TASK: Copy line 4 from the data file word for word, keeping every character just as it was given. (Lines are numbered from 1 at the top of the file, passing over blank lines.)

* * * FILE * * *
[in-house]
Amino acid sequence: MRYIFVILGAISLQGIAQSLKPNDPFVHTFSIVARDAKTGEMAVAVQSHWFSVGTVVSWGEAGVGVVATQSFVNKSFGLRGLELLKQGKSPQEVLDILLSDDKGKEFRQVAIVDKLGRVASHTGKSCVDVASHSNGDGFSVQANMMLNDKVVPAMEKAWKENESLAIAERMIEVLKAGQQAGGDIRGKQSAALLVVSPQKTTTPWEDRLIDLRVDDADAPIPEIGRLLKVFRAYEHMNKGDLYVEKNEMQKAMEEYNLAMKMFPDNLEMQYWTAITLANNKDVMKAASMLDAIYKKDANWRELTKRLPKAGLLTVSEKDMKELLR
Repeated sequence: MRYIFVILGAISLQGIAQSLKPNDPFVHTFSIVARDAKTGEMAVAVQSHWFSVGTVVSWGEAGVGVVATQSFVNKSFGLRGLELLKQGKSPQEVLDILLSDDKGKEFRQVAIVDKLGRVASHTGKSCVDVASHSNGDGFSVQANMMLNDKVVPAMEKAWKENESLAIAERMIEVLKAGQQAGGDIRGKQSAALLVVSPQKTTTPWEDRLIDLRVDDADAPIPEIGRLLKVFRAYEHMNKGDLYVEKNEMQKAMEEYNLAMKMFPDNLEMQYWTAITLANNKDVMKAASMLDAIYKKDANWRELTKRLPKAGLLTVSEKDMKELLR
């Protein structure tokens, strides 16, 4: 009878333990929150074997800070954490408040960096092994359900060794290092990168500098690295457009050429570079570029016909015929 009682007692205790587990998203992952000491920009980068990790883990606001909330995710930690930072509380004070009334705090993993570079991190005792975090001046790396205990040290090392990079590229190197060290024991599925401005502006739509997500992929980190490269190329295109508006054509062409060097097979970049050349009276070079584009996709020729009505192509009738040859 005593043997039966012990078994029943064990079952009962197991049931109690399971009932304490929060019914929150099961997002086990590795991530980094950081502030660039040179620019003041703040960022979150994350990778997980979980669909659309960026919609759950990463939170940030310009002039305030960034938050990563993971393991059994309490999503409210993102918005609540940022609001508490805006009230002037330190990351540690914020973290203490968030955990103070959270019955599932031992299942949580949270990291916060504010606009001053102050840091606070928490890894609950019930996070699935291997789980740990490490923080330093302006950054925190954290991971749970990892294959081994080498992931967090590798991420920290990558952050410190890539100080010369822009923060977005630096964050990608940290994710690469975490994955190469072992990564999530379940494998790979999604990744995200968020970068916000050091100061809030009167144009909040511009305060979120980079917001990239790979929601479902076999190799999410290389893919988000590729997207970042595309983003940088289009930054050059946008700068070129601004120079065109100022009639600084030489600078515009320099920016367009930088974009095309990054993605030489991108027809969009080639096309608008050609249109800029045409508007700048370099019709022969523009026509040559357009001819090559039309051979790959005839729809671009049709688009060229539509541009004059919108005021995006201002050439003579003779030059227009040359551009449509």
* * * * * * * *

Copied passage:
């Protein structure tokens, strides 16, 4: 009878333990929150074997800070954490408040960096092994359900060794290092990168500098690295457009050429570079570029016909015929 009682007692205790587990998203992952000491920009980068990790883990606001909330995710930690930072509380004070009334705090993993570079991190005792975090001046790396205990040290090392990079590229190197060290024991599925401005502006739509997500992929980190490269190329295109508006054509062409060097097979970049050349009276070079584009996709020729009505192509009738040859 005593043997039966012990078994029943064990079952009962197991049931109690399971009932304490929060019914929150099961997002086990590795991530980094950081502030660039040179620019003041703040960022979150994350990778997980979980669909659309960026919609759950990463939170940030310009002039305030960034938050990563993971393991059994309490999503409210993102918005609540940022609001508490805006009230002037330190990351540690914020973290203490968030955990103070959270019955599932031992299942949580949270990291916060504010606009001053102050840091606070928490890894609950019930996070699935291997789980740990490490923080330093302006950054925190954290991971749970990892294959081994080498992931967090590798991420920290990558952050410190890539100080010369822009923060977005630096964050990608940290994710690469975490994955190469072992990564999530379940494998790979999604990744995200968020970068916000050091100061809030009167144009909040511009305060979120980079917001990239790979929601479902076999190799999410290389893919988000590729997207970042595309983003940088289009930054050059946008700068070129601004120079065109100022009639600084030489600078515009320099920016367009930088974009095309990054993605030489991108027809969009080639096309608008050609249109800029045409508007700048370099019709022969523009026509040559357009001819090559039309051979790959005839729809671009049709688009060229539509541009004059919108005021995006201002050439003579003779030059227009040359551009449509």